Whatever the result tomorrow, voter suppression is one of the big stories of this campaign and its enduring scandal. The Republican Party before 2012 was a party that certainly did not want black and brown and poor Americans voting, so it's long been officially racist and classist in this particular sense.
But up to now its measures were local and somewhat haphazard--scare-tactic fliers circulated in black neighborhoods, GOP elections officials "forgetting" to ship the right number of voting machines to minority areas, that sort of thing. These things were usually perpetrated with plenty of plausible deniability.
Now, though, in these past couple of years, the GOP strategy has been institutionalized. It's come above ground, and the thugs in black outfits distributing handbills in the dead of night before Election Day have been replaced or at least supplemented by thugs in suits and ties trying to put a respectable sheen this obviously anti-democratic business. For example, read here about what the secretary of state in Ohio is trying to do right now. It's rather incredible.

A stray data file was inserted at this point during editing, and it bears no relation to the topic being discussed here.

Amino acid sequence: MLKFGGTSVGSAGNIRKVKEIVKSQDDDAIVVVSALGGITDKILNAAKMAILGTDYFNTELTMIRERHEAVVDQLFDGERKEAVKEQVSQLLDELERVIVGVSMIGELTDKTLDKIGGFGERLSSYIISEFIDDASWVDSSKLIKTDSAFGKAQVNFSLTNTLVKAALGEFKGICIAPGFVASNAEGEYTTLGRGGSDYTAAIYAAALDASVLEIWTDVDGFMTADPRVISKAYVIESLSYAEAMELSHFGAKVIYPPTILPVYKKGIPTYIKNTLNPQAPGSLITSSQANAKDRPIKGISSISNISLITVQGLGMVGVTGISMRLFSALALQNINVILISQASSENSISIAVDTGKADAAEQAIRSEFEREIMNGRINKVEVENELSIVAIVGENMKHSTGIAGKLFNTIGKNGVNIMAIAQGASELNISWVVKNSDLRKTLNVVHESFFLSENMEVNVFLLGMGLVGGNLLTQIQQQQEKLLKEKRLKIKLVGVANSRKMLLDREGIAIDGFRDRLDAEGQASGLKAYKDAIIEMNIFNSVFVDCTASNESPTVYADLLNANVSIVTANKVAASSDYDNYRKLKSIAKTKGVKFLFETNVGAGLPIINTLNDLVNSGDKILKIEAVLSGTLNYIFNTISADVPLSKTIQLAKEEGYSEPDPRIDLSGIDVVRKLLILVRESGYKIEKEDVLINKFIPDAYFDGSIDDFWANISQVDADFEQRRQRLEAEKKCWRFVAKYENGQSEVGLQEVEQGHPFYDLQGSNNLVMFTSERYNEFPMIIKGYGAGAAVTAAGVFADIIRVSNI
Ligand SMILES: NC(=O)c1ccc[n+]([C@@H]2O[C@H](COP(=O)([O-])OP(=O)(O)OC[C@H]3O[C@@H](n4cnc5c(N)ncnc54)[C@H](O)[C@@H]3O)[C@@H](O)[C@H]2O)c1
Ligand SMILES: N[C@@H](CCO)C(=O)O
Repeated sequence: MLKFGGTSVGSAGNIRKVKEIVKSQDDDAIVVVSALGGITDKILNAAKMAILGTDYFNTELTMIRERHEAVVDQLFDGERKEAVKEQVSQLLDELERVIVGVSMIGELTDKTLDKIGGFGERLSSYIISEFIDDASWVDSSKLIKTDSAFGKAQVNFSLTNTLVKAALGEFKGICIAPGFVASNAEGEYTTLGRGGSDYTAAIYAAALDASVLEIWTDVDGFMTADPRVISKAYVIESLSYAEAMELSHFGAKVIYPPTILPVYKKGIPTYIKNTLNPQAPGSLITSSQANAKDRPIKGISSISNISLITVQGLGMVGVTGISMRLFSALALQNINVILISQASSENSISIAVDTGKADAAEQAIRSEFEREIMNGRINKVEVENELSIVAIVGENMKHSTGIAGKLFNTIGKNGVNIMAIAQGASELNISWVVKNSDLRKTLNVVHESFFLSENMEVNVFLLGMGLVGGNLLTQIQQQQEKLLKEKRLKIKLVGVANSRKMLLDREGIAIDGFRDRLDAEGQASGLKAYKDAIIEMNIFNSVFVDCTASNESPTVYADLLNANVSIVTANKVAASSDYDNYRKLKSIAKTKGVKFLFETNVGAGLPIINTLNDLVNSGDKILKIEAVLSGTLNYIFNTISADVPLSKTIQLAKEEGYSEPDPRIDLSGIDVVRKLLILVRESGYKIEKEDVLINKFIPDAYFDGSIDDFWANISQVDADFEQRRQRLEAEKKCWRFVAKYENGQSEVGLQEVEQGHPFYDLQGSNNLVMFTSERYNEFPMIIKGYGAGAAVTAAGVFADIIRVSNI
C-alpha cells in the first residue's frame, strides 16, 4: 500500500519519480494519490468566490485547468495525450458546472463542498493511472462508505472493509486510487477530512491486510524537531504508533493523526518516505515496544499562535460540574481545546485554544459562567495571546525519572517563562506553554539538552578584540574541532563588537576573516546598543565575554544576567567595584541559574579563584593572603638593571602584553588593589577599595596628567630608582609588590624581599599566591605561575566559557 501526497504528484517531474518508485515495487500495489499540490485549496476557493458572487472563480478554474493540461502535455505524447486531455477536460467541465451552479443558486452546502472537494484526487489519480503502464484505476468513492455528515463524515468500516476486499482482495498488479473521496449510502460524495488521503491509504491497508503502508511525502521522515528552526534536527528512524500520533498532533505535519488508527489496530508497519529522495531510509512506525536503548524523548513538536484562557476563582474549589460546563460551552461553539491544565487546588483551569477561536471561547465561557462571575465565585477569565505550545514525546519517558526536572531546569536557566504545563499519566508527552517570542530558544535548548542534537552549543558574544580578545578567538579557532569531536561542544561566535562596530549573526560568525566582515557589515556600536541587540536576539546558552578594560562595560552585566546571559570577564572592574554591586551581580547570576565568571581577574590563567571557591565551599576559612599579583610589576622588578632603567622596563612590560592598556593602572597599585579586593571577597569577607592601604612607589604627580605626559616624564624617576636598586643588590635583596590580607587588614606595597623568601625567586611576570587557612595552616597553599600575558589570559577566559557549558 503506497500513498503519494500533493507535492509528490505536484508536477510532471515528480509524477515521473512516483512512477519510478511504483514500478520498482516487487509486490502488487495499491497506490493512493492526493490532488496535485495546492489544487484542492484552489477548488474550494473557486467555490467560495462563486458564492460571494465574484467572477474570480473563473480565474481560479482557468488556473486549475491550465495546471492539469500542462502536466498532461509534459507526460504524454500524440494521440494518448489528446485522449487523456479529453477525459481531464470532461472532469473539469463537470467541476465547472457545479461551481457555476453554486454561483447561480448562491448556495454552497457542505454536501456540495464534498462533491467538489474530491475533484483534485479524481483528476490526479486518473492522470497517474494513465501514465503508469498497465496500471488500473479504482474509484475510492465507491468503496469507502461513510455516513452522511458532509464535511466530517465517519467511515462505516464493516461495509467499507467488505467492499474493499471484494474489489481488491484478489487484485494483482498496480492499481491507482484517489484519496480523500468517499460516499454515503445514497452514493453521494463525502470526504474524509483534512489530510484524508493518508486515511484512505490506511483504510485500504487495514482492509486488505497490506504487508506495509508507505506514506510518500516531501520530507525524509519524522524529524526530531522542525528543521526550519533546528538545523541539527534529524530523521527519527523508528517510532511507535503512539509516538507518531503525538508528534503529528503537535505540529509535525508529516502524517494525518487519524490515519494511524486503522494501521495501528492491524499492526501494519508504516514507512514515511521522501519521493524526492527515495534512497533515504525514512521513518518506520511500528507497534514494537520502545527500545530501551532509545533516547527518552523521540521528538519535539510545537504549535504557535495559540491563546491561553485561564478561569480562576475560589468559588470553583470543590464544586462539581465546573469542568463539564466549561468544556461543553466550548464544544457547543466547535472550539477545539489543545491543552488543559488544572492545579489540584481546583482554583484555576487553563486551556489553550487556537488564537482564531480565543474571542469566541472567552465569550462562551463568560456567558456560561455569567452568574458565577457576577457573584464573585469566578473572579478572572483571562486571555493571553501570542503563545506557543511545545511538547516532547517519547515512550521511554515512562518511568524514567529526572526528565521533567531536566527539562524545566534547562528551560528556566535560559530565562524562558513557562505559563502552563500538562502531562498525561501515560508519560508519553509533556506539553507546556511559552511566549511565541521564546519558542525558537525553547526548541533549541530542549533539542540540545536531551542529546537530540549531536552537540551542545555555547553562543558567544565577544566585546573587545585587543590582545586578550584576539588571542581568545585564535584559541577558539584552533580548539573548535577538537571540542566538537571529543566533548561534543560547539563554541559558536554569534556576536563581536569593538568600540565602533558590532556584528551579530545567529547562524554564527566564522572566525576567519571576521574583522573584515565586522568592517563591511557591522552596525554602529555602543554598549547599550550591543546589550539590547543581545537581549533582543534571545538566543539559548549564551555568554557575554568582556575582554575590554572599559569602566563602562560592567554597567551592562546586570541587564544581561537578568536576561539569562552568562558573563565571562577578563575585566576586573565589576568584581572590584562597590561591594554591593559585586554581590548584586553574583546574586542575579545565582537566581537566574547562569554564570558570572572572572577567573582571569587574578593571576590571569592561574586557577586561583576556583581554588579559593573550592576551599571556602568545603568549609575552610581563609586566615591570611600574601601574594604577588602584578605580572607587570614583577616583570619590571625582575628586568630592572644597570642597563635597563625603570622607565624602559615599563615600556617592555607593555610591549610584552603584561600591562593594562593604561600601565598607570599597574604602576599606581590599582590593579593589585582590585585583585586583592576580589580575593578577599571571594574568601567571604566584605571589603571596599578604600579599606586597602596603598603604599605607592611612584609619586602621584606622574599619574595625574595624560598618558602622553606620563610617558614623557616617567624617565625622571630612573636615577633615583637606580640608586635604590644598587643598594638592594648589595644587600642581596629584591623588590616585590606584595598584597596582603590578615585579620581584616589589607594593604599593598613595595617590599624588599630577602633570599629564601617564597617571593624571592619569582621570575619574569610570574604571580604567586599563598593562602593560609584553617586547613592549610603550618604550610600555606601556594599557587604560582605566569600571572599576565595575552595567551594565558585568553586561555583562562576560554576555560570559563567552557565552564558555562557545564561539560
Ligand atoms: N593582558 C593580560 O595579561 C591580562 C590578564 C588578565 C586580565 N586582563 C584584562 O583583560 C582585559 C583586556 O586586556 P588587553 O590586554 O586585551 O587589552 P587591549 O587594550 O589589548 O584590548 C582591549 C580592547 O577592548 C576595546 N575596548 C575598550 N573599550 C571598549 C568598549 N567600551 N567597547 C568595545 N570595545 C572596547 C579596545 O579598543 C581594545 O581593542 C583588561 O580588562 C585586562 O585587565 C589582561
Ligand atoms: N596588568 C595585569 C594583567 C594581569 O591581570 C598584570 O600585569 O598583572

Democrats and liberals have fought this in the courts this year on a state by state basis, and mostly with success, since any federal judge worth a dime laughs these crazy Republican efforts out of his courtroom in three seconds. But the next four years will require a more thoroughgoing strategy that doesn't rely only on the courts but on legislation and broad public persuasion.
Republicans: Are you really proud to be in a party that tries to rig the rules so that people who vote for the other side have a harder time voting? Democrats don't get a whole lot of votes from upper-income white people, but you don't see Democrats trying to pass laws to make it hard for them to vote. That, of course, couldn't be done, because those voters have political power. This is really a disgrace. The new Jim Crow, enforced not with burning crosses but with fountain pens, to paraphrase Woody Guthrie.
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